Remarks by Homa Hassan, former student of John Zubizarreta,
2010 Outstanding Baccalaureate Colleges U.S. Professor of the Year
The man you are about to hear speak is no ordinary man. And I’m not referring to his last name that seems impossible to pronounce. Dr. John Zubizarreta, or “Dr. Z” as we fondly call him at Columbia College, is unlike anyone I have ever met before. Now, you might expect me to rave on about his unique and thought-provoking teaching style, which I hear is exceptional. But the truth is that I have never had a class with Dr. Z.
As a student in Columbia College’s Honors Program, which Dr. Z directs, we were all his students, and had much to learn from him. In fact, I first got to know Dr. Z when he took our incoming freshman class rafting on the river. After a quite terrifying journey, we came to a cliff, and Dr. Z encouraged us to strap on a life jacket and jump off. And that’s when I knew it – this man was different. “Really? You want me to jump off of the cliff? I don’t think so.” Though some took on the challenge, I was too afraid.
Throughout my years in college, my peers and I found ourselves on many difficult cliffs. Dr. Z was always there to challenge and push us a little further to the edge, urging us to open up and try new things. His encouragement, while working in his office as an administrative assistant, took me from the confines of my comfort zone to the rigor of challenging academics and personal growth. Thanks to Dr. Z, when it came down to it, I was ready to take any plunge.
Dr. Z never lies to us, saying that a particular task or project will be easy or even that it will be worth it. Yet, he instills enough faith in us so we believe it is worth taking the plunge. He believes in his students more than they believe in themselves, but he stands by until each of us is able to reach our potential, helping with original research, presentations at national and regional conferences, and community initiatives. He became a mentor to me and a springboard for my ideas and dreams. His commitment is astounding. Being the director of faculty development, president of the National Collegiate Honors Council and a regular traveler abroad never stands in the way of his coming to student events. No matter how long he’s been up working, he is always there, making everyone laugh and giving sound advice.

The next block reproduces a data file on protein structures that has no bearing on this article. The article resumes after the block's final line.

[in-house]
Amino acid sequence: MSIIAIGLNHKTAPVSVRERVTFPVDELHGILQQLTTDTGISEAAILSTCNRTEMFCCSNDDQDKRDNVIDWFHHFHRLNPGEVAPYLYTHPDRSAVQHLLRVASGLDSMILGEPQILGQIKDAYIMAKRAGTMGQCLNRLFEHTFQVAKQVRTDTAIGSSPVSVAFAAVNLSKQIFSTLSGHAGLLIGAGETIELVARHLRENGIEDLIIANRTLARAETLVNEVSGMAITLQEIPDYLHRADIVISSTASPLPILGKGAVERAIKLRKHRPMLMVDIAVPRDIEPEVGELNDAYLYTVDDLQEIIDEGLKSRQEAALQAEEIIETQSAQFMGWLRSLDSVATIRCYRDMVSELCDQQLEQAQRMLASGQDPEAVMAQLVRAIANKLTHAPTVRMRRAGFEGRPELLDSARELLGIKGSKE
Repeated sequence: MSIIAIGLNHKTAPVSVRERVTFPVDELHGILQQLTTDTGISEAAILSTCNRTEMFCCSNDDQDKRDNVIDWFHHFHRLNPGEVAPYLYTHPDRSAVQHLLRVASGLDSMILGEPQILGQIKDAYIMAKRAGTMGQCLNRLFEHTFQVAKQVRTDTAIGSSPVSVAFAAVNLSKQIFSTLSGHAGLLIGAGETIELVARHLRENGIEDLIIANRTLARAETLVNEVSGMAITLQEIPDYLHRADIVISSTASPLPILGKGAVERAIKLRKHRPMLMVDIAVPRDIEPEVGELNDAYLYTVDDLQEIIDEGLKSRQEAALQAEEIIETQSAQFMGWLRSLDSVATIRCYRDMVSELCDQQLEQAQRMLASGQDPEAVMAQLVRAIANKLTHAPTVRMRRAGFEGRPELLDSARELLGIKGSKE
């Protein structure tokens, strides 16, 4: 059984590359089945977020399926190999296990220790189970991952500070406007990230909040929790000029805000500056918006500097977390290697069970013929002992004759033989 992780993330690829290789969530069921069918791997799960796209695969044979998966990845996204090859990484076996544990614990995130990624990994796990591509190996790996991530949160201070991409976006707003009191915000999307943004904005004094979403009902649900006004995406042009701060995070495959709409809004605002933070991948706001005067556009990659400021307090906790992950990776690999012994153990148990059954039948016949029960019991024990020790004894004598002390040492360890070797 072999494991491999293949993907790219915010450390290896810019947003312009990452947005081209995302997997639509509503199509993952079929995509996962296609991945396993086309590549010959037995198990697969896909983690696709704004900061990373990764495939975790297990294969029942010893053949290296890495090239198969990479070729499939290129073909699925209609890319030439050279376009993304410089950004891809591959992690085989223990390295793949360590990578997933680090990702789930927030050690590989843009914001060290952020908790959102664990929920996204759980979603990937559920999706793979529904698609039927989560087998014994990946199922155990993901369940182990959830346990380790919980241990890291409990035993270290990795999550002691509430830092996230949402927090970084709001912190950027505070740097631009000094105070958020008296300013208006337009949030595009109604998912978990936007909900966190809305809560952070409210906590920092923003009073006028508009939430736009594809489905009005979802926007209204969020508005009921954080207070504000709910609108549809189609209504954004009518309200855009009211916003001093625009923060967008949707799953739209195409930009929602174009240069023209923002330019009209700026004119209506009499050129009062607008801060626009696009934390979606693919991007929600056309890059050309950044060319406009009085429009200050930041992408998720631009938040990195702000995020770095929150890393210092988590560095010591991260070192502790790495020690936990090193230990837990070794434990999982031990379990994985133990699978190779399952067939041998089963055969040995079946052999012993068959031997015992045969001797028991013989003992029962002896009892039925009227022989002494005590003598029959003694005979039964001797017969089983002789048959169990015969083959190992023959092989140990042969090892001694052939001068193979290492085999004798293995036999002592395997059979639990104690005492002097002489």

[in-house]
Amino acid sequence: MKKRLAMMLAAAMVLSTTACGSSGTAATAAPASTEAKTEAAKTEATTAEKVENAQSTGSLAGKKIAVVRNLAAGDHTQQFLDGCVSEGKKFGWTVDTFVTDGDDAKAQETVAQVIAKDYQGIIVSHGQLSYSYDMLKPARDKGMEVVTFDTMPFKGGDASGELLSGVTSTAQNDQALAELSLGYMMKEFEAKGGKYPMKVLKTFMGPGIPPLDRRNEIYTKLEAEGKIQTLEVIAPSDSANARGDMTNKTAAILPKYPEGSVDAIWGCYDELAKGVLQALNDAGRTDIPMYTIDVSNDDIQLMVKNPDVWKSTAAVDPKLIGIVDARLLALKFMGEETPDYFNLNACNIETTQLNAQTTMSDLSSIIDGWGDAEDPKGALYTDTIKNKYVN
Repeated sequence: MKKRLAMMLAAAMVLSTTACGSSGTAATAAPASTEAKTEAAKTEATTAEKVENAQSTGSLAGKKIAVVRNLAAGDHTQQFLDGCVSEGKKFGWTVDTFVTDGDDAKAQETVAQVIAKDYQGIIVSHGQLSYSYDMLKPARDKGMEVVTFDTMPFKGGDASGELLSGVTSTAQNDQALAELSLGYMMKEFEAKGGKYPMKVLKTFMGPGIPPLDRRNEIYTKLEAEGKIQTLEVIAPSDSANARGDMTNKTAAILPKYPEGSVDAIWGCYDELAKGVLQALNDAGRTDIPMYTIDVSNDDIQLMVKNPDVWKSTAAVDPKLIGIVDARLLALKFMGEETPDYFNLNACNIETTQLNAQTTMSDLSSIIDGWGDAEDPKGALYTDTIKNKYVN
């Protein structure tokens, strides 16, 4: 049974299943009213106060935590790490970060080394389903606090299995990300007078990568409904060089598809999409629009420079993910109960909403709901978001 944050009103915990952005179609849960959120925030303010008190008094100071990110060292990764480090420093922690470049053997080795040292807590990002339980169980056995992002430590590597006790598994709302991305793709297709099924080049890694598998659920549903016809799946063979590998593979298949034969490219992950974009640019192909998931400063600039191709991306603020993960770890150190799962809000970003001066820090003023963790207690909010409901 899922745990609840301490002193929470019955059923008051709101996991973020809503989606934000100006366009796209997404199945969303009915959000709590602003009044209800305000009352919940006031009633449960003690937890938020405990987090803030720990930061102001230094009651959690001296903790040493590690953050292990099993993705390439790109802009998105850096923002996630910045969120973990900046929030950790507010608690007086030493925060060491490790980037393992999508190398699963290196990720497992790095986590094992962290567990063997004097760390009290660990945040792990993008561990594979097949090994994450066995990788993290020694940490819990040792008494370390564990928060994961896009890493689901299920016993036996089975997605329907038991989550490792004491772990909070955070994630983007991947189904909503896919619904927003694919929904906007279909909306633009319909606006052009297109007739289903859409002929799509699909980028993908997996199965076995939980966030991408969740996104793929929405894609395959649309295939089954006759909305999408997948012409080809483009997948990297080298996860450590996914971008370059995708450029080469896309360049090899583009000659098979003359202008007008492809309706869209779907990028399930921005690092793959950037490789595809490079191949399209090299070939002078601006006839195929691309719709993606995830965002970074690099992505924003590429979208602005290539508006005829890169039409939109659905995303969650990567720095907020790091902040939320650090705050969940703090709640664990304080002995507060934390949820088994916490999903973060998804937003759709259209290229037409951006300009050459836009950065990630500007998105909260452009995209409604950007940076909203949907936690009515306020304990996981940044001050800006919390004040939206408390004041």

One memory that is particularly unforgettable to me was the day I came back to school after my dad had died. Dr. Z dropped his work, took out his lunch from the refrigerator and told me, “Homa, you gotta eat.”
Not an ordinary man, Dr. Z. No, this man is extraordinary. I am honored beyond words, and privileged beyond comprehension, to have had Dr. Z in my corner as my cheerleader, on the other side of the fence as my constructive critic, but most importantly, as a lifelong friend.
Congratulations, Dr. Z, you truly deserve this honor.
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